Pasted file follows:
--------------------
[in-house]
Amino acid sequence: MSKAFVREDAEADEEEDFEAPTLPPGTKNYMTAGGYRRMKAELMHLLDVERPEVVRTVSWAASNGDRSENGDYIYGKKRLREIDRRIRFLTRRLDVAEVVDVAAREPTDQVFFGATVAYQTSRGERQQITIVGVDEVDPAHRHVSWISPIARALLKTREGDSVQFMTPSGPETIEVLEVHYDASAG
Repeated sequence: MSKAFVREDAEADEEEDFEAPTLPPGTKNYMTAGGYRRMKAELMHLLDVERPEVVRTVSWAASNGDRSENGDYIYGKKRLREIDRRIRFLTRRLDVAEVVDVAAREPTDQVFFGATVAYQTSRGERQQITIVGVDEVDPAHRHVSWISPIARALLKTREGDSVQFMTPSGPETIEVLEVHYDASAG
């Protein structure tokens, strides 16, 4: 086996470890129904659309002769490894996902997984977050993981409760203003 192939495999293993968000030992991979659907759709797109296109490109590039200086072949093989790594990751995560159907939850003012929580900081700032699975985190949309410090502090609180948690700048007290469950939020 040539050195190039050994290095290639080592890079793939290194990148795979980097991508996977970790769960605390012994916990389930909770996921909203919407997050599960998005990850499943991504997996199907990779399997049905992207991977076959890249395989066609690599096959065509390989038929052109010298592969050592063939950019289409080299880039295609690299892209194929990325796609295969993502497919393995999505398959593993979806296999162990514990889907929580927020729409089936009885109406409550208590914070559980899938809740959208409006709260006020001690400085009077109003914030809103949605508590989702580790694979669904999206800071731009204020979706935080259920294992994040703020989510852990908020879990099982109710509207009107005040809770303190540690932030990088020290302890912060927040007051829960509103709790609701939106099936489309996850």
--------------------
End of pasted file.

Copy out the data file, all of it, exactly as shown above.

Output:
[in-house]
Amino acid sequence: MSKAFVREDAEADEEEDFEAPTLPPGTKNYMTAGGYRRMKAELMHLLDVERPEVVRTVSWAASNGDRSENGDYIYGKKRLREIDRRIRFLTRRLDVAEVVDVAAREPTDQVFFGATVAYQTSRGERQQITIVGVDEVDPAHRHVSWISPIARALLKTREGDSVQFMTPSGPETIEVLEVHYDASAG
Repeated sequence: MSKAFVREDAEADEEEDFEAPTLPPGTKNYMTAGGYRRMKAELMHLLDVERPEVVRTVSWAASNGDRSENGDYIYGKKRLREIDRRIRFLTRRLDVAEVVDVAAREPTDQVFFGATVAYQTSRGERQQITIVGVDEVDPAHRHVSWISPIARALLKTREGDSVQFMTPSGPETIEVLEVHYDASAG
């Protein structure tokens, strides 16, 4: 086996470890129904659309002769490894996902997984977050993981409760203003 192939495999293993968000030992991979659907759709797109296109490109590039200086072949093989790594990751995560159907939850003012929580900081700032699975985190949309410090502090609180948690700048007290469950939020 040539050195190039050994290095290639080592890079793939290194990148795979980097991508996977970790769960605390012994916990389930909770996921909203919407997050599960998005990850499943991504997996199907990779399997049905992207991977076959890249395989066609690599096959065509390989038929052109010298592969050592063939950019289409080299880039295609690299892209194929990325796609295969993502497919393995999505398959593993979806296999162990514990889907929580927020729409089936009885109406409550208590914070559980899938809740959208409006709260006020001690400085009077109003914030809103949605508590989702580790694979669904999206800071731009204020979706935080259920294992994040703020989510852990908020879990099982109710509207009107005040809770303190540690932030990088020290302890912060927040007051829960509103709790609701939106099936489309996850």